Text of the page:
The tiered co-pay system continues to grow in popularity over the "restrictive formulary" method, which limits therapeutic options and requires a complex prior-authorization procedure to gain access to non-formulary products. Indeed, the prior-authorization process used by MCOs in restrictive settings is both time-consuming and expensive to administer. In addition, the prior authorization process can be lengthy, cumbersome and frustrating for the patient and the provider, which is not in the best interest of member satisfaction. Managed care organizations have found that it is often simpler and more economical to provide access to more expensive products by simply shifting cost through higher co-pays whenever a higher-priced or non-formulary product is requested or required. As a result, many health plans have instituted a tiered co-payment system in order to shift more of the responsibility and cost of healthcare decisions to the patient. In effect, the tiered co-payment system allows plan members to participate in the decision of whether or not they really need to go off formulary or use the most expensive drug available, since the selection of a higher-cost medicine now translates into more out-of-pocket liability for the patient.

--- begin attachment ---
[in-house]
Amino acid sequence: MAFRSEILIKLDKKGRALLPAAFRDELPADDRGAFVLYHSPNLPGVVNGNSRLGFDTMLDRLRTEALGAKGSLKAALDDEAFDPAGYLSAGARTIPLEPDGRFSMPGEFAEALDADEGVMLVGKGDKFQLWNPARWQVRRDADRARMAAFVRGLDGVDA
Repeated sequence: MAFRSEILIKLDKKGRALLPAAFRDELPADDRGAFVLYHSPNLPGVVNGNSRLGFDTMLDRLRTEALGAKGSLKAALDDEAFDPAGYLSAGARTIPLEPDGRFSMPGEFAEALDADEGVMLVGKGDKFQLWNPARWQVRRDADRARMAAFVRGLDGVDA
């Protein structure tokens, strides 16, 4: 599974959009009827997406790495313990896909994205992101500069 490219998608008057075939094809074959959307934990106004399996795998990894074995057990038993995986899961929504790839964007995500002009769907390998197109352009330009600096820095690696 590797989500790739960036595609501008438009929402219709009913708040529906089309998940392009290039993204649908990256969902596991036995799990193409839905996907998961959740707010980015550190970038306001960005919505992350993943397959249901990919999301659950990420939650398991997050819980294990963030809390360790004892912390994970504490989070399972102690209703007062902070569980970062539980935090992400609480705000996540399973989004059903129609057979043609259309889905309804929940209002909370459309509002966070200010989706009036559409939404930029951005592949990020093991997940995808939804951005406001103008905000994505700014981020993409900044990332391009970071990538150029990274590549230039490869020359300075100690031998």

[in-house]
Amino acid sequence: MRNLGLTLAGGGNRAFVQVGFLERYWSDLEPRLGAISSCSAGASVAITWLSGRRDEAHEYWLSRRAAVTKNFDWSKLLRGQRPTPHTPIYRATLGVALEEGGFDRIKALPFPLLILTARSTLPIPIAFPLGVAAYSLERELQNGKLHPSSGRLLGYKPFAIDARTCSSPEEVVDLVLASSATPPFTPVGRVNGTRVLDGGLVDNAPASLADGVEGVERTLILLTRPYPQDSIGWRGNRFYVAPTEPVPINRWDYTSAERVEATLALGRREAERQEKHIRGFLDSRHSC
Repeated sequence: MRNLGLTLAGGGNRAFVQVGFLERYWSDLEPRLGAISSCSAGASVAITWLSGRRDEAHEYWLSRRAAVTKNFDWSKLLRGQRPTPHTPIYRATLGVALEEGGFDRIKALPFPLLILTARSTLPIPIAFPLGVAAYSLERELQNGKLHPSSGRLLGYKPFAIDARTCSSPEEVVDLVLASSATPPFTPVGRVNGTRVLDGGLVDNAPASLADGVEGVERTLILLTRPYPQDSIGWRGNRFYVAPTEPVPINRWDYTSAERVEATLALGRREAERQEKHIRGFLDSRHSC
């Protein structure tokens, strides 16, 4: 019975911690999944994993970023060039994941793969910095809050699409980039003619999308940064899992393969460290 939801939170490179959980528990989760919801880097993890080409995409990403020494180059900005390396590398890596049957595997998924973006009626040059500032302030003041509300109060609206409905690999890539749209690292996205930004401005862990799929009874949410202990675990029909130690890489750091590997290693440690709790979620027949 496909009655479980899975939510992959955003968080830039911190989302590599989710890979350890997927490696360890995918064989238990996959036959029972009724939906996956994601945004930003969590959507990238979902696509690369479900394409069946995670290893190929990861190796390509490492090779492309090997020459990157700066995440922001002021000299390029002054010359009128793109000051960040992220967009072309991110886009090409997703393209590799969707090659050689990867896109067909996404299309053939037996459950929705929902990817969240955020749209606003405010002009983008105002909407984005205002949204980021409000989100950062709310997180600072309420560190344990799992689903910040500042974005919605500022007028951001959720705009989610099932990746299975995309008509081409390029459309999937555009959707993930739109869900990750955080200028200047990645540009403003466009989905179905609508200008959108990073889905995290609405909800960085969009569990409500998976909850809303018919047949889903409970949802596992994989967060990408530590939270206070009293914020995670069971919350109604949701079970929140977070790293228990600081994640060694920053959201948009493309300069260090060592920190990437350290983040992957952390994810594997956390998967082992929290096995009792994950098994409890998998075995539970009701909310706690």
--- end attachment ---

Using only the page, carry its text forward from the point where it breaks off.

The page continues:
Typically, the first-tier product is a generic drug offered at a nominal co-payment, which normally ranges from $5 to $10. The second tier usually includes branded products that are on formulary, and the co-payment may range from $10 to $25. The third tier is reserved for non-formulary branded products, and the co-payments can range from about $25 to as much as 50% of the cost of the drug. There can also be product exclusions in the third tier, such as an NDC block, which means the drug may not be covered at all. At some MCOs, fourth- and fifth-tier levels are even being introduced for high-cost products, with fourth tiers reserved for drugs such as self-administered injectables and certain oral medications, and fifth tiers for lifestyle or experimental drugs as well as certain advanced biologicals.

Formulary placement

Your pharmaceutical products will normally fall into one of three "buckets" on an MCO's formulary. This means your products may be in an advantaged position, neutral position or disadvantaged position when measured against their competitors.